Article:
Updated 8:31 p.m.

In his seventh and final state of the city speech, Boston Mayor Marty Walsh — who is leaving his job to become President-elect Joe Biden’s secretary of labor — lamented the human toll taken by COVID-19 and touted his administration’s response to the pandemic.

Early in his address, Walsh noted that more than 1,000 Bostonians have died due to the coronavirus pandemic, and he mentioned three of them: Beverly Ann Rock, a Dorchester social worker; Regina Phillips, a Boston EMT assigned to Ambulance 19 in Mattapan; and Jose Fontanez, a Boston police officer who worked in Jamaica Plain.

“We are a city aching with loss,” Walsh said. “Not a day goes by that I’m not speaking with a grieving family member, a worker facing unemployment or a small business owner struggling to hang on.”

For Black, Latino and immigrant Bostonians, Walsh noted, the direct and indirect damage from COVID-19 has been especially acute.

In response, the mayor said, his administration has taken a multitude of steps aimed at containing the virus’s spread, including closing schools, pausing construction and canceling the Boston Marathon.

“These decisions, and many others, were not easy,” Walsh said. “But we had to act to save lives. So we worked with the state, with hospitals and universities, with businesses small and large, nonprofits and residents in every neighborhood — and we moved forward together, one day at a time.”

As Boston recovers from the pandemic, Walsh said, keeping the populace safe and getting Boston’s public-school students back in the classroom are top priorities. He urged Bostonians to get vaccinated when possible and said his administration is working to soften the impact of remote learning on the city’s most vulnerable students — for example, by providing laptops for every student and helping students who face food, clothing or housing insecurity.

The city will also continue working to aid small businesses reeling from the pandemic, Walsh said, and has providing $26 million in resources to date.

After touting Boston’s ongoing efforts to increase housing stock and fight climate change, Walsh closed by focusing on his administration’s response to George Floyd’s murder by a Minneapolis policeman and the wave of protests demanding racial justice that followed it, in Boston and across the country.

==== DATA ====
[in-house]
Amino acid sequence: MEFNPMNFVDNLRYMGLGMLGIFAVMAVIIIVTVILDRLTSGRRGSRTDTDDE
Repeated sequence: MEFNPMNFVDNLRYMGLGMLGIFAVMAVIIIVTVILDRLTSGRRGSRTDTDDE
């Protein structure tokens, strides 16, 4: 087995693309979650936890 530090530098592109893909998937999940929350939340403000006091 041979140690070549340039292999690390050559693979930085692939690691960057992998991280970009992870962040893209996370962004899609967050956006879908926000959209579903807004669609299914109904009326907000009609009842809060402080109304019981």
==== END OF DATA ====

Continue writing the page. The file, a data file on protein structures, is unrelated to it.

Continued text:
“I thank Black Bostonians for the way you made your voices heard,” Walsh said. “I thank everyone who joined the movement — Black, white, Latino, Asian and Indigenous people standing together."

In response, Walsh said, his administration declared racism a public-health crisis, launched a health equity plan to address health disparities in the city, appointed a new chief of equity and embraced police reform, including the creation of the new Office of Police Accountability and Transparency.

“I’m asking all of us to accept this responsibility as our own and commit to fighting racism,” Walsh said. “It’s our deepest moral obligation, and it’s our greatest opportunity for growth.”

Walsh, who fought back tears toward the end of his speech, vowed to make the Biden Administration “the best federal partner Boston and America’s cities ever had.”

“The truth is, I’m not going to Washington alone,” Walsh said. “I’m bringing Boston with me. This city is not just my hometown — it’s my heart.”

Walsh addressed the audience remotely from the newly rebuilt Roxbury branch of the Boston Public Library in Nubian Square, immediately following a brief documentary about the last year of his mayoral tenure.

According to the City of Boston Archives, Walsh’s address continued a tradition that began in 1822 at Faneuil Hall, when John Phillips, Boston’s first mayor, addressed the City Council. The speech seems to have been given every year since then, even during the Civil War.

Walsh is also following in the footsteps of former Boston Mayor Maurice Tobin, who became President Harry Truman’s labor secretary after first serving as governor of Massachusetts.

The last Boston mayor to join a presidential administration was Raymond Flynn, who served as President Bill Clinton’s ambassador to the Vatican.

When Flynn exited City Hall in 1993, then-Boston City Council President Tom Menino became acting mayor. He was later elected to the job outright and went on to serve for two decades, the longest term of any Boston mayor.

In Tuesday’s speech, Walsh said he’s already working on a mayoral transition of power with Boston City Council President Kim Janey, who will become the first woman and person of color to run the city if, as expected, Walsh’s appointment is confirmed by the U.S. Senate.

“I am confident that the operations of city government, including our COVID response, will continue smoothly,” Walsh said. “And I want you to know, the work we’ve done together for the past seven years has prepared Boston to build back stronger than ever.”